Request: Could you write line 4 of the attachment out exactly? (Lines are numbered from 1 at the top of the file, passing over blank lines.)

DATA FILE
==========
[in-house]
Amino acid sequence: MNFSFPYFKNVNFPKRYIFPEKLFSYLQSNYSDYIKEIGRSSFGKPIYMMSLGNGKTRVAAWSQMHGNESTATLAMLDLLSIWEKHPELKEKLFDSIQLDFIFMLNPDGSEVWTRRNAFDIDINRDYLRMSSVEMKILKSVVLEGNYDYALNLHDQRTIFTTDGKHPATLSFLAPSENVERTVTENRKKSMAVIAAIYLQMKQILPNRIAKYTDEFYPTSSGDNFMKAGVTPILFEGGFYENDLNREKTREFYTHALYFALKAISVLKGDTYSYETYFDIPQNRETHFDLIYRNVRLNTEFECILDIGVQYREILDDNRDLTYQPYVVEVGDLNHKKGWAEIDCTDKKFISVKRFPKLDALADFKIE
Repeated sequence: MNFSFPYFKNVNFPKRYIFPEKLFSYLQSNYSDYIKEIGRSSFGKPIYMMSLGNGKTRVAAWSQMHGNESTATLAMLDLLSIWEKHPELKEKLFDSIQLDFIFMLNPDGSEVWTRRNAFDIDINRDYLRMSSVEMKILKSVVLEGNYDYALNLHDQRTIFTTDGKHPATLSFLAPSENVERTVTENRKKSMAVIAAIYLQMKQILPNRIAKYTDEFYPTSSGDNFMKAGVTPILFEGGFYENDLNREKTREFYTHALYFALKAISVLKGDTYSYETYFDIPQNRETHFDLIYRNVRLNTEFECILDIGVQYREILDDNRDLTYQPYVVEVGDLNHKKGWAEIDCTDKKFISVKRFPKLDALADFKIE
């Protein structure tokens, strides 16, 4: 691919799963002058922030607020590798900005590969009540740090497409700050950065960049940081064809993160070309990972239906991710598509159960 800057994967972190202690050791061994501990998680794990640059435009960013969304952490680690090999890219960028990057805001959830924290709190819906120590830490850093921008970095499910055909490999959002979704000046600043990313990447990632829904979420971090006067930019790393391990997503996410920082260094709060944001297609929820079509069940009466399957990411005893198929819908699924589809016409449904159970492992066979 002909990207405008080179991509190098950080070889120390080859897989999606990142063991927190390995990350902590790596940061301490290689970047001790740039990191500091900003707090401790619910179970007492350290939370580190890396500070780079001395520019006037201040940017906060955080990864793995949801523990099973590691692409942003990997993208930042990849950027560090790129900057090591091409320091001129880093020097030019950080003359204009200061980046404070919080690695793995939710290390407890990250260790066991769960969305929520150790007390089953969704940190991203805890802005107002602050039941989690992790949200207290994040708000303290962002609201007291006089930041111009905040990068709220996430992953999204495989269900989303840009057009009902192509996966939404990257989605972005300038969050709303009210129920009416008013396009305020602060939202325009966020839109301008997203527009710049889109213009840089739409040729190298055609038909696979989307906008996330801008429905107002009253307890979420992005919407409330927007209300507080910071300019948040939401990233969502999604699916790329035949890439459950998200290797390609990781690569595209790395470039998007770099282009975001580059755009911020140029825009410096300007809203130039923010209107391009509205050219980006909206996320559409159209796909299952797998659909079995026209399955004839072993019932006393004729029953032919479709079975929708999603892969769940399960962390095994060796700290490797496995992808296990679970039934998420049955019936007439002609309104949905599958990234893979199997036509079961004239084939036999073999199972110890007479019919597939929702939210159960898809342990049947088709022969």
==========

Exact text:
């Protein structure tokens, strides 16, 4: 691919799963002058922030607020590798900005590969009540740090497409700050950065960049940081064809993160070309990972239906991710598509159960 800057994967972190202690050791061994501990998680794990640059435009960013969304952490680690090999890219960028990057805001959830924290709190819906120590830490850093921008970095499910055909490999959002979704000046600043990313990447990632829904979420971090006067930019790393391990997503996410920082260094709060944001297609929820079509069940009466399957990411005893198929819908699924589809016409449904159970492992066979 002909990207405008080179991509190098950080070889120390080859897989999606990142063991927190390995990350902590790596940061301490290689970047001790740039990191500091900003707090401790619910179970007492350290939370580190890396500070780079001395520019006037201040940017906060955080990864793995949801523990099973590691692409942003990997993208930042990849950027560090790129900057090591091409320091001129880093020097030019950080003359204009200061980046404070919080690695793995939710290390407890990250260790066991769960969305929520150790007390089953969704940190991203805890802005107002602050039941989690992790949200207290994040708000303290962002609201007291006089930041111009905040990068709220996430992953999204495989269900989303840009057009009902192509996966939404990257989605972005300038969050709303009210129920009416008013396009305020602060939202325009966020839109301008997203527009710049889109213009840089739409040729190298055609038909696979989307906008996330801008429905107002009253307890979420992005919407409330927007209300507080910071300019948040939401990233969502999604699916790329035949890439459950998200290797390609990781690569595209790395470039998007770099282009975001580059755009911020140029825009410096300007809203130039923010209107391009509205050219980006909206996320559409159209796909299952797998659909079995026209399955004839072993019932006393004729029953032919479709079975929708999603892969769940399960962390095994060796700290490797496995992808296990679970039934998420049955019936007439002609309104949905599958990234893979199997036509079961004239084939036999073999199972110890007479019919597939929702939210159960898809342990049947088709022969």